“I could be a tour guide,” said David Ott while riding the tram back to the parking lot on a sunny day in late August.
The Otts, who are Baptists, had just spent the day at a major Southern gospel music festival that takes over the park in late August. Ott said the family and faith-friendly atmosphere — and the music — keep them coming back.
“Everything there is a spiritual-based atmosphere,” Ott said.
Ott said he and his wife often go to shows while visiting Branson. Among their favorites was the Andy Williams show at the Moon River Theater, which Williams opened in 1992 and where he performed until his death in 2012. They are also fans of the Sight and Sound Theater, where they’ve seen every show, including original productions about Moses, Noah and Jesus, as well as the Christmas show.
Billboards for “Jesus” were everywhere in Branson in late August. The show, which debuted at the Sight and Sound Theater in Lancaster, Pennsylvania, in 2018 and opened in Branson in March of 2021, has been seen by more than 4 million people.
Ott raved about a scene in the show, which ended its run in early October, depicting the Apostle Peter walking out on the water to meet Jesus.
“I don’t know how they do their special effects, but they are fantastic,” he said.
The theater’s original productions, based on biblical texts, feature singing, dancing, live animals, massive sets that move by remote-controlled robots, and dazzling special effects — the Branson theater boasts a 12-ton LED video screen that cost more than a million dollars to install.
A more modest Branson attraction can be found at the Freedom Encounter, which runs a patriotic-themed show called “Freedom Journey” three times a week in a theater built for ’70s singer Tony Orlando, whose “Tie a Yellow Ribbon Round the Ole Oak Tree” hit has become a Veteran’s Day anthem.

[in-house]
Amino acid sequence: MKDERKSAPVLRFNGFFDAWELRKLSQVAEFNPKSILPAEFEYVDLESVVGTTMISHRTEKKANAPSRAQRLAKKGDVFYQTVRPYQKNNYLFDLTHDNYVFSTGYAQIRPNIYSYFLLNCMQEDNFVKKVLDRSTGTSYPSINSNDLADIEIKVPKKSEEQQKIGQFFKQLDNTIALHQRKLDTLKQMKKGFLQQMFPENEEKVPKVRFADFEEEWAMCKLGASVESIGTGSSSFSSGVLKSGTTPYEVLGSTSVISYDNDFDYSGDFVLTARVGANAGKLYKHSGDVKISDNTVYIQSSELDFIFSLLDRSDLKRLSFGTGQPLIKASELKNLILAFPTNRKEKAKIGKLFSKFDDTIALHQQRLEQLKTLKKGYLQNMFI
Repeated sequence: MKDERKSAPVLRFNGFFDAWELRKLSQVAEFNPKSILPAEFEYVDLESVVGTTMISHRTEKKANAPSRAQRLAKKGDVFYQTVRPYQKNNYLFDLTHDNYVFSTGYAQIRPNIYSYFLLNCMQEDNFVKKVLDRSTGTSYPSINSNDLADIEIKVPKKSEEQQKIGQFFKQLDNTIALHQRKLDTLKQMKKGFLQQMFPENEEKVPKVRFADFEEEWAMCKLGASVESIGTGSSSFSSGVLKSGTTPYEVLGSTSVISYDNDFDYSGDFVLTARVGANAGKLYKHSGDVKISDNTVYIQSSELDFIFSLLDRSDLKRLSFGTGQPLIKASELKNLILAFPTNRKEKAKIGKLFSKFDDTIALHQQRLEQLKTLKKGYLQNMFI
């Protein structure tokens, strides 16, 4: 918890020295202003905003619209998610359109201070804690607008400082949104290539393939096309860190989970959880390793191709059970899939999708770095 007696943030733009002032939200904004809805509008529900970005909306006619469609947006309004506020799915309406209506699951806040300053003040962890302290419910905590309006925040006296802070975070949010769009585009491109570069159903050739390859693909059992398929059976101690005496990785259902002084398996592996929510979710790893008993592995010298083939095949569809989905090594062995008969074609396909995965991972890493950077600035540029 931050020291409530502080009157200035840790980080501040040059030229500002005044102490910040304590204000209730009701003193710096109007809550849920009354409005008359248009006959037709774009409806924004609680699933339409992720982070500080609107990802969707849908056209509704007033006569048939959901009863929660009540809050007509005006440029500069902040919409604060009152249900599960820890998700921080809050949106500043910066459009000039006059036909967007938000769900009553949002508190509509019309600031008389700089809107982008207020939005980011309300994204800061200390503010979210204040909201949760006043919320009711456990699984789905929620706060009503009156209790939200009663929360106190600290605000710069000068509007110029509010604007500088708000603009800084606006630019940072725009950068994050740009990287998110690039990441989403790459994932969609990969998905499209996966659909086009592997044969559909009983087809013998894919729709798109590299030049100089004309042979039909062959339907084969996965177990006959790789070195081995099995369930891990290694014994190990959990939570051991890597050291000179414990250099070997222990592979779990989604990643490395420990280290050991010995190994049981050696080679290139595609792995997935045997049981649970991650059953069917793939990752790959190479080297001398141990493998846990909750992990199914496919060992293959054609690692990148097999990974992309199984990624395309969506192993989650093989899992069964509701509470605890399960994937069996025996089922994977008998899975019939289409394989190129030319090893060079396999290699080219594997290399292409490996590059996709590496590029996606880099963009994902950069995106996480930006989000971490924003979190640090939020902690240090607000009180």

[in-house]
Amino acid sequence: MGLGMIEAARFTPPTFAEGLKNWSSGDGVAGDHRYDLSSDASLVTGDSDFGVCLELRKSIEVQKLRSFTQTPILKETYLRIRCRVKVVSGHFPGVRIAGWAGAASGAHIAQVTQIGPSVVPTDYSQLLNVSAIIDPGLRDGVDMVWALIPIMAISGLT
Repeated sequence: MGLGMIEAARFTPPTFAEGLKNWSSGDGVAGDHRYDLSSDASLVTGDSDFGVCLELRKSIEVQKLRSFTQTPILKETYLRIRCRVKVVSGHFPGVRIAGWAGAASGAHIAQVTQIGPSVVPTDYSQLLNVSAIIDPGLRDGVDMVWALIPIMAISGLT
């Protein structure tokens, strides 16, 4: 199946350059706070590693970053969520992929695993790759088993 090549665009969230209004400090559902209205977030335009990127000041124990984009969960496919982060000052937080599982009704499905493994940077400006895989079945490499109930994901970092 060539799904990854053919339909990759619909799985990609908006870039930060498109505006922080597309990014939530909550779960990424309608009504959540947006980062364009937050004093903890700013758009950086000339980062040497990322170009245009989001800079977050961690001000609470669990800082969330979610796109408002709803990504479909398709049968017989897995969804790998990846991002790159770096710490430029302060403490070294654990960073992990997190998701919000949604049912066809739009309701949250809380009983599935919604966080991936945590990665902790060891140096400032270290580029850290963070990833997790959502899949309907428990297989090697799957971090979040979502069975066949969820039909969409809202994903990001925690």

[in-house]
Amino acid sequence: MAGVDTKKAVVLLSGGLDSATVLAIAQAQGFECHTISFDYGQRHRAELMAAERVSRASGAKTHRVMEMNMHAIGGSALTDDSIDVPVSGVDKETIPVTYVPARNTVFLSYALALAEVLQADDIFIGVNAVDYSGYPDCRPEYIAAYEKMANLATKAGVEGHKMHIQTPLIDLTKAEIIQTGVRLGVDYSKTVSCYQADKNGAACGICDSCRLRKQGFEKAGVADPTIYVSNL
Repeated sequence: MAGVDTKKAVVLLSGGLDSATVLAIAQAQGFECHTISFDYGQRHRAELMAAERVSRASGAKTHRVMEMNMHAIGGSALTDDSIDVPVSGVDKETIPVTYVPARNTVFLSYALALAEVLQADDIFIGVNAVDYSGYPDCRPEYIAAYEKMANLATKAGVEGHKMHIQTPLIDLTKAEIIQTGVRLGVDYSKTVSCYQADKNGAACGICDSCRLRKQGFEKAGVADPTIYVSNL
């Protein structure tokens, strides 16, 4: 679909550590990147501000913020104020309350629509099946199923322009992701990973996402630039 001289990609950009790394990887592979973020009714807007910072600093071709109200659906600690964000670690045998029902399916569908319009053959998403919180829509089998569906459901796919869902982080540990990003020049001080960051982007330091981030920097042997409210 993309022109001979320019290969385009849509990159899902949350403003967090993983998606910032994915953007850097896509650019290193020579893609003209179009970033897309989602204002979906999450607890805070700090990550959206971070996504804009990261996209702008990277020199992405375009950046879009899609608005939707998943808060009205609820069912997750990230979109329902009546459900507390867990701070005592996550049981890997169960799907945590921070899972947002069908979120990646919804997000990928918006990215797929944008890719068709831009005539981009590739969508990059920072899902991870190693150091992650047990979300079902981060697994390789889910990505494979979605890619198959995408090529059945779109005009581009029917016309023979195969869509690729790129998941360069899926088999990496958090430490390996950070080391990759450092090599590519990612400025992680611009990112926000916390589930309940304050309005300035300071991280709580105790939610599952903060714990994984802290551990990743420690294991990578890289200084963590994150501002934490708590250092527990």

A genial former pastor and church musician, Darren Myers emcees the show, which weaves together faith-based quotes from the Founding Fathers, video interviews with modern immigrants and patriotic anthems. He’s also the founder of the Freedom Encounter — a nonprofit that plans to transform the theater into a faith-based museum, which will include a space for “Freedom Journey,” as well as interactive exhibits, a bookstore and a kids’ play area modeled after a colonial village.
Myers left his church in 2015 to found an evangelistic ministry devoted to traveling the country and “spreading the truth of God’s word and the truth of our country’s founding,” to help save the country from “a spiritual crisis,” according to the promotional video for the ministry. After several years of performing the “Freedom Journey” show during the week of Veteran’s Day in Branson, Myers decided to found the museum.
“My angle has always been, we’re in a spiritual war and we have the truth,” he told RNS during an interview at Freedom Encounter. “And we’ve got to tell the truth because the truth is what makes us free, and freedom isn’t going to happen, you know, separate from the truth.”
Myers said he’s not a Christian nationalist and doesn’t think the nation only belongs to Christians. But he does argue Christian ideas are essential to America.
Building an audience has been slow but steady work, Myers told RNS. Most audiences are small, but a few times the show has drawn as many as 200 people.